The 12th Jogja-Netpac Asian Film Festival, scheduled to take place at various venues in Yogyakarta on Dec. 1-8, will create more room for Asian films to shine, especially from countries that rarely feature, such as Mongolia, Afghanistan and Tajikistan.
With “Fluidity” as this year’s theme, the JAFF underlines the dynamic state of Asian cinema, which keeps evolving due to sociocultural changes.
The festival aims to be just as fluid, and since last year, it has extended its scope to the Pacific, featuring works from Australia, New Zealand and Fiji.
It has also made some new additions, such as Asian Perspectives, bringing together an assorted bunch of films.
Asian Perspectives, which used to be a subprogram under Asian Feature Non-Competitive, now stands on its own.
“Asian Feature Non-Competitive is officially deleted this year. As a replacement, we bring about Asian Perspectives. We expect a lot from it to see diverse, multi-perspective Asian films,” JAFF program director Ismail Basbeth said, as quoted on the festival’s official website.
He said the diversity of Asia’s geographical landscapes and lifestyles can be esthetically portrayed through cinema, thus giving viewers different experiences.
There will be feature-length films such as “Love and Other Cults” by Eiji Uchida (Japan), “A Letter to President” by Roya Sadar (Afghanistan) and “The Children of Genghis” by Zolbayar Dori (Mongolia).
On the other hand, short films will include “Prelude to General” by Pimpaka Towira (Thailand), “Journey to the Darkness” by Mohammad Mozafari (Indonesia/Iran) and “The Illusion Seller” by Sharofat Arabova (Tajikistan).
Platforms for Budding Filmmakers
The festival will coincide with the Jogja Future Project, a collaboration with the Creative Economy Agency (Bekraf). It selects 10 feature-length film projects – whether they are in the planning, production, or postproduction stage – of which the makers can have one-on-one meetings with industry professionals from Indonesia and abroad.
Members of the program jury are Kan Lume, a Singaporean filmmaker, Meiske Taurisia, and Indonesian producer and founder of Palari Films, and Mouly Surya, director of “Marlina the Murderer in Four Acts.”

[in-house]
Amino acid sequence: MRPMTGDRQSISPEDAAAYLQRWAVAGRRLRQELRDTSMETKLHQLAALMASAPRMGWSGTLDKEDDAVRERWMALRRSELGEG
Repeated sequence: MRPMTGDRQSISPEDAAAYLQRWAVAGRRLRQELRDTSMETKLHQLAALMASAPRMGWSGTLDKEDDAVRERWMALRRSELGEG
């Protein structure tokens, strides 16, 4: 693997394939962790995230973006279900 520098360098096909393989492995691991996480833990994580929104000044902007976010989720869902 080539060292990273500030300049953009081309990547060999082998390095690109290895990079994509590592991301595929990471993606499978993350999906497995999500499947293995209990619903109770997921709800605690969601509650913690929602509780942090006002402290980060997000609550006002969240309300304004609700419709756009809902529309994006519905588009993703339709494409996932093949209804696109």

Filmmakers and communities who do not make the cut can still learn from the best in the usual community forum and public lecture. Speakers include Garin Nugroho, Mira Lesmana, Reza Rahadian, Wregas Bhanuteja and Tony Rayn.
JAFF 2017 will return with its Asian Feature film competition, where films will compete for the Golden Hanoman Award, Silver Hanoman Award, Netpac Award and Geber Award.
The films include “Dark Is the Night” by Adolfo Alix Jr., “The White Girl” by Jenny Suen and Christopher Doyle, and “Phantom of Illumination” by Wattanapume Laisuwanchai.
Short films, such as “Tradition” by Lanka Bandaranayake, “Amour du Reel” by Iman Behrouzi, and “Roda Pantura” by Hizkia Subiyantoro, are set to compete for the Blencong Award in the Lights of Asia competition.
The Face of Indonesian Cinema has been rebranded as the JAFF-Indonesian Screen Awards, which recognize both feature and short local films. It will screen “Posesif” by Edwin, “Night Bus” by Emil Heradi, “The Nameless Boy” by Diego Mahameru and “Pranata Mangsa” by Nindi Raras, among others.
Another program set to return this year is Asian Docs, jointly hosted with the annual Documentary Film Festival (FFD). Petr Lom and Corinne van Egeraat’s “Burma Storybook” and Yuda Kurniawan’s “Balada Bala Sinema” are three of many.
Part of it is Taiwan Docs, initiated and curated by film program expert Gertjan Zuilhof, who has worked for International Film Festival Rotterdam (IFFR) for many years. Three Taiwanese documentaries will be screened alongside discussions on the development of documentary filmmaking in the country of focus.
Director Joko Anwar, whose recently released film “Pengabdi Setan” has attracted more than 4.1 million viewers, has been chosen as this year’s filmmaker in focus. Six of his works will be screened, but the festival organizers have yet to issue the list.
The festival will take place at Taman Budaya Yogyakarta, Cinema XXI and CGV Cinemas.
The festival’s preliminary program, Open Air Cinema, will take place at Taman Tebing Breksi on Nov. 17-19.